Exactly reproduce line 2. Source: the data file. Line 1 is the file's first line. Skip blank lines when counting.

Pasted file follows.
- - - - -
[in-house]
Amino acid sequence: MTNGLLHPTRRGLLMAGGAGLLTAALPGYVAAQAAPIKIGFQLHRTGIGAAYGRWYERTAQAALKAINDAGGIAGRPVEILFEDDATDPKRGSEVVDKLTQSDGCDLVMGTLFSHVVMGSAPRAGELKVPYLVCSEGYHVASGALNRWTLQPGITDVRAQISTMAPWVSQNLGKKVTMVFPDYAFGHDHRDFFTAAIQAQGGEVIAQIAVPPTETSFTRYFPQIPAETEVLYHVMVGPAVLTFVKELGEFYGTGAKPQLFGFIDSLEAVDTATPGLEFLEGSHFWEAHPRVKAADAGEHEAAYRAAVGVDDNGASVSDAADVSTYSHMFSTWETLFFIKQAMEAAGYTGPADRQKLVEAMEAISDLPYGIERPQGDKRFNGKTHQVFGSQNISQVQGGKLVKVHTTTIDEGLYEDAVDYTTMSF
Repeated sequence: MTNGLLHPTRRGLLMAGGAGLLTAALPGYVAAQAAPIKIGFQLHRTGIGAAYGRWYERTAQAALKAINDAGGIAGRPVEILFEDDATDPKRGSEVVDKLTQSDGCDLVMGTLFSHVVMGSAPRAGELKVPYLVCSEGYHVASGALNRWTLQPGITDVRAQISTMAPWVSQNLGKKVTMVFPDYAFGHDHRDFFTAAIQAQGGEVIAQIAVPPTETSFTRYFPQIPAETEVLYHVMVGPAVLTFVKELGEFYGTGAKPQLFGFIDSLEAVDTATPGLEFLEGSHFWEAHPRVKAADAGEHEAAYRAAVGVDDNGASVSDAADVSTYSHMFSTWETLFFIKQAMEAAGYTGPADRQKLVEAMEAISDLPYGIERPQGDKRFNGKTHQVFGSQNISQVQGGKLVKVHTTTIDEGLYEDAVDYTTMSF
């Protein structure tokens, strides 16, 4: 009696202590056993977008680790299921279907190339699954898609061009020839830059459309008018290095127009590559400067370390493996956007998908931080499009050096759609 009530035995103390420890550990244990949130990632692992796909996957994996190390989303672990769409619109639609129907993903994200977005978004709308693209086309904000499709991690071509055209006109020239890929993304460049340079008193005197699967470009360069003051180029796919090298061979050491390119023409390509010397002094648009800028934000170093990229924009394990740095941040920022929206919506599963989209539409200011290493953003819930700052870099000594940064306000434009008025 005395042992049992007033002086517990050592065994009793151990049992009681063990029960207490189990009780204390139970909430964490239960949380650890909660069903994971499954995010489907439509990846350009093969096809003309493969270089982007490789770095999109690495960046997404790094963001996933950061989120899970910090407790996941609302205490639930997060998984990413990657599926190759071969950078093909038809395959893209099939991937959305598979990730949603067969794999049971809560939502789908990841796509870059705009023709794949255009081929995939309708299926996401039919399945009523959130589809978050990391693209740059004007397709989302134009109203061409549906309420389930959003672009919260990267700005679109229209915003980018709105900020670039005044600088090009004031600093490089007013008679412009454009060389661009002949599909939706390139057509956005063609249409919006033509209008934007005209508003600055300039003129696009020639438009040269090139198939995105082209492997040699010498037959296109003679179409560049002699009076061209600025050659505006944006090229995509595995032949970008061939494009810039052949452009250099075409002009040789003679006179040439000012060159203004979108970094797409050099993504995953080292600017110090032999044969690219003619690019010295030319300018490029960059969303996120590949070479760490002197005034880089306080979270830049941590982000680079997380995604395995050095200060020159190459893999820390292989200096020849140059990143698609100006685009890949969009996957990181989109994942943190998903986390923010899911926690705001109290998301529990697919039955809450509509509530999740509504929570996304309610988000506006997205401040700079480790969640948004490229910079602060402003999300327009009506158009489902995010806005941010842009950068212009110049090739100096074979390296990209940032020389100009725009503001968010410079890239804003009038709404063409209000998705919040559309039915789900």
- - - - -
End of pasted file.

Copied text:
Amino acid sequence: MTNGLLHPTRRGLLMAGGAGLLTAALPGYVAAQAAPIKIGFQLHRTGIGAAYGRWYERTAQAALKAINDAGGIAGRPVEILFEDDATDPKRGSEVVDKLTQSDGCDLVMGTLFSHVVMGSAPRAGELKVPYLVCSEGYHVASGALNRWTLQPGITDVRAQISTMAPWVSQNLGKKVTMVFPDYAFGHDHRDFFTAAIQAQGGEVIAQIAVPPTETSFTRYFPQIPAETEVLYHVMVGPAVLTFVKELGEFYGTGAKPQLFGFIDSLEAVDTATPGLEFLEGSHFWEAHPRVKAADAGEHEAAYRAAVGVDDNGASVSDAADVSTYSHMFSTWETLFFIKQAMEAAGYTGPADRQKLVEAMEAISDLPYGIERPQGDKRFNGKTHQVFGSQNISQVQGGKLVKVHTTTIDEGLYEDAVDYTTMSF